Classifying Streaming Data

  • Max Bramer
Part of the Undergraduate Topics in Computer Science book series (UTICS)


This chapter is concerned with the classification of streaming data, i.e. data which arrives (generally in large quantities) from some automatic process over a period of days, months, years or potentially forever.

Generating a classification tree for streaming data requires a different approach from the TDIDT algorithm described earlier in this book. The algorithm given here, H-Tree, is a variant of the popular VFDT algorithm which generates a type of decision tree called a Hoeffding Tree. The algorithm is described and explained in detailed with accompanying pseudocode for the benefit of readers who may be interested in developing their own implementations. An example is given to illustrate a way of comparing the rules generated by H-Tree with those from TDIDT.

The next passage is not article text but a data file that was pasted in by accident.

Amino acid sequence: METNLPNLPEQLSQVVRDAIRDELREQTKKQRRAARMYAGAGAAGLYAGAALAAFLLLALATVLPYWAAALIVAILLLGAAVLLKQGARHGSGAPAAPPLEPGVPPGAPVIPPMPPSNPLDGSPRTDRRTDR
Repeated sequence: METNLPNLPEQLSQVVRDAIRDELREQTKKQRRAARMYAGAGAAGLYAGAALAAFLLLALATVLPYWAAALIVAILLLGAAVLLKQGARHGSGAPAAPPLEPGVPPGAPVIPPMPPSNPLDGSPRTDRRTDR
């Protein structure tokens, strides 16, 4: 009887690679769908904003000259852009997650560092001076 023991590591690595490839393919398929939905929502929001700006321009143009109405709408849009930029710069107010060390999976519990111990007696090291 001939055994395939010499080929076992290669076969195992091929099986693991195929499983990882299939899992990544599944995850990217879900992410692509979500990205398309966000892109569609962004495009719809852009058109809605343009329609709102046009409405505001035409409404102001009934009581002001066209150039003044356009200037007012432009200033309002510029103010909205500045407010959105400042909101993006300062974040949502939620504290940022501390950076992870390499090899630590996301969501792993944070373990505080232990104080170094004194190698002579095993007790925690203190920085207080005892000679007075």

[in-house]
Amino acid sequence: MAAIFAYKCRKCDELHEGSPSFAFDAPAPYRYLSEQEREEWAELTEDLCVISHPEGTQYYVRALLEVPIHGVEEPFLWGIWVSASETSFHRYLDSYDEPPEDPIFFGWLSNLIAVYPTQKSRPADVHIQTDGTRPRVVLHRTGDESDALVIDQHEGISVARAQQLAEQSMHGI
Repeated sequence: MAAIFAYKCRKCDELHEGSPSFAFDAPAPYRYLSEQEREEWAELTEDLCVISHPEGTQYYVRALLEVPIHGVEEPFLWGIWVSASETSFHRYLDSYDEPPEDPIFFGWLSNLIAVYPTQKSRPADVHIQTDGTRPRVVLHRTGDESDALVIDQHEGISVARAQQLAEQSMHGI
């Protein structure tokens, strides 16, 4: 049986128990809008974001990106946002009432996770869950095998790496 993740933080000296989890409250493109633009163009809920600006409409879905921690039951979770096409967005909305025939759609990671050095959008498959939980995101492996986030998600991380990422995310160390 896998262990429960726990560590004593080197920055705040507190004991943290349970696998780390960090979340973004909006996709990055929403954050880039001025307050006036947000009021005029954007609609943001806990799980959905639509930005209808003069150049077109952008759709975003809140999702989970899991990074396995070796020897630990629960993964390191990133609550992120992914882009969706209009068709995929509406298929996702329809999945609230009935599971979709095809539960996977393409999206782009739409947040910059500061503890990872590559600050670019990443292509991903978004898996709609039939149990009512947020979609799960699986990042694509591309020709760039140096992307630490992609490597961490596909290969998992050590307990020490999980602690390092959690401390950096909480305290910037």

Root Node Leaf Node Internal Node Information Gain Classification Tree 
These keywords were added by machine and not by the authors. This process is experimental and the keywords may be updated as the learning algorithm improves.


  1. [1]
    Domingos, P., & Hulten, G. (2000). Mining high-speed data streams. In Proceedings of the sixth ACM SIGKDD international conference on knowledge discovery and data mining (pp. 71–80). New York: ACM. CrossRefGoogle Scholar
  2. [2]
    Hoeffding, W. (1963). Probability inequalities for sums of bounded random variables. Journal of the American Statistical Association, 58 (301), 13–30. MathSciNetCrossRefMATHGoogle Scholar

Copyright information

© Springer-Verlag London Ltd. 2016

Authors and Affiliations

  • Max Bramer
    • 1
  1. 1.School of ComputingUniversity of PortsmouthPortsmouthUK

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